If you have sold any property in Spain you know you have to pay the so called Plusvalía Municipal or the Impuesto sobre el Incremento de Valor de los Terrenos de Naturaleza Urbana (that we could translate as urban land appreciation tax).
What is it? And is it still in force?
This specific local tax charged after 30 days of the sale through Public Deed at the Notary by the local council does not tax capital gains as such, but a theoretical increase in the cadastral value of the urban land on which the conveyed property is situated calculated on the base of the cadastral value, the years held in property, a percentage established and tax rate by the local councils. According to this formula when selling a property it always resulted a taxable land appreciation even of the property was sold with losses.
In the past years of crisis a lots of properties and real estates were sold under acquisition price in Spain and so the Spanish Constitutional Court was forced to declare in Sentence of 16th February 2017 STC 11/2017 that there was no tax to be paid in respect of those situations where capital gains on conveyed urban property were absent, opening, in turn, the possibility of recovering said tax, provided the 4 years prescription are not over.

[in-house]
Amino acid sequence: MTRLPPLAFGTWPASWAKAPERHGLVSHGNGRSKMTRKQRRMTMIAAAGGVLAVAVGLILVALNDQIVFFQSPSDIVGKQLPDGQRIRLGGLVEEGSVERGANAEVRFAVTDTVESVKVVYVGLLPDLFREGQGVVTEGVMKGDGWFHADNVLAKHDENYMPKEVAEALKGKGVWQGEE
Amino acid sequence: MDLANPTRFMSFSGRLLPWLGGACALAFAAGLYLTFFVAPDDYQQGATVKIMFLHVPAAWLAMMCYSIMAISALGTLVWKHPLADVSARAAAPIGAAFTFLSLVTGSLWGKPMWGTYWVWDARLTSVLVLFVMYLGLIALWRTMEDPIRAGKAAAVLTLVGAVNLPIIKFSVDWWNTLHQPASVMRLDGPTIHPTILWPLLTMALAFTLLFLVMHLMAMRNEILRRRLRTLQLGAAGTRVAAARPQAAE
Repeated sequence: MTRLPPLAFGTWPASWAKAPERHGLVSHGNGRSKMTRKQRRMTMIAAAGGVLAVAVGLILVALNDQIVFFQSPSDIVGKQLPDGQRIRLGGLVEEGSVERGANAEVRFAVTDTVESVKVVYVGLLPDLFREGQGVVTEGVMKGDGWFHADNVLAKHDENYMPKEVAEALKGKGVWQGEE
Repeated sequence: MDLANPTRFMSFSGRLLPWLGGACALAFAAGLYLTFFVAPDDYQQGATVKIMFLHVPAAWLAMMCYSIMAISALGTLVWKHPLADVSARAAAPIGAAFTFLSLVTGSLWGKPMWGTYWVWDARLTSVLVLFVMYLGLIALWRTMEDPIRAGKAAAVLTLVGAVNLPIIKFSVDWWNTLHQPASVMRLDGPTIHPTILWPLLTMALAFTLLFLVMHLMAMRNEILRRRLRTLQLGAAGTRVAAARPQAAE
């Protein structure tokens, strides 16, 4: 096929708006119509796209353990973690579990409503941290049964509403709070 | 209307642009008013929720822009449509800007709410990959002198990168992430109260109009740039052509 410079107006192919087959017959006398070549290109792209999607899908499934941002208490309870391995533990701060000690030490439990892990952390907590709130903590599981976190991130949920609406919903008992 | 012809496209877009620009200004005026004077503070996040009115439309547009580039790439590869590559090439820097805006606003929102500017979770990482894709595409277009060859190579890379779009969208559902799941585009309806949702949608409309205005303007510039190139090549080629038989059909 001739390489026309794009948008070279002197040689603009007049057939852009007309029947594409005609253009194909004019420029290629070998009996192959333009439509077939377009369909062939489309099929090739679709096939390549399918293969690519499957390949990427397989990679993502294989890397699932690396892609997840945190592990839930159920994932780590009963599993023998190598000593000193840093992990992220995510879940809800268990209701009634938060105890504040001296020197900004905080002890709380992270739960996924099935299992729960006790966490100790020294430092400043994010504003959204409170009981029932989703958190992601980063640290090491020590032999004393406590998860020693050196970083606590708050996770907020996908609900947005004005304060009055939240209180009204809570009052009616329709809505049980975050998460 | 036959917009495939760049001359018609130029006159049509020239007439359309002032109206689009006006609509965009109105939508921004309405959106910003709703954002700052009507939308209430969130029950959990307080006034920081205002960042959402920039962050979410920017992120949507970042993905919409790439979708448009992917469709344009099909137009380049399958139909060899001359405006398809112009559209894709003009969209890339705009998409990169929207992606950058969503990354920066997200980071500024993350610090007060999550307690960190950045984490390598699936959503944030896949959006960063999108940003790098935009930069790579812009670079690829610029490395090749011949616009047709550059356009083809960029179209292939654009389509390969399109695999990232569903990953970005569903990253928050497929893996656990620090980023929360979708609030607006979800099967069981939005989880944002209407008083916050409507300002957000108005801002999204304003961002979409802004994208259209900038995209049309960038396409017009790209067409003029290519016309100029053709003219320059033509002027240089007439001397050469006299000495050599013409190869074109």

In this regard, the Constitutional Court deemed that the tax, as established in the Local Tax legislation, automatically taxed urban land appreciation simply by reason of owning urban property for a certain period of time, that is, the tax would be levied on urban land appreciation that could be fictitious or inexistent in those cases where, at the time of the sale, financial losses resulted from the difference between the transmission price and the acquisition price. In such situations, common due to the crisis that has hit the Spanish real estate market in recent years, taxpayers would have been compelled to pay tax for inexistent gains, contrary to the income principle provided for in art. 31(1) of the Spanish Constitution.
Now, the Tribunal Superior de Justicia of Madrid (High Court of Madrid) has gone one step further declaring in a recent resolution last 19th July that due to the fact that the articles of the Law that covers the “Plusvalía” have been declared unconstitutional there now is no obligation at all to pay the tax, no matters if the sale had or not a real capital gain. Of course this puts more uncertainty as the Local Councils will not give up so easily.
We will have to see how the Law is amended but in the meantime if you are in any of those cases, that is in a position of recovering tax or having sold with or without capital gain you better go and ask for advice the best and tax efficient solution.
By Roy Duns – +44 191 38530
St James’S Place Wealth Management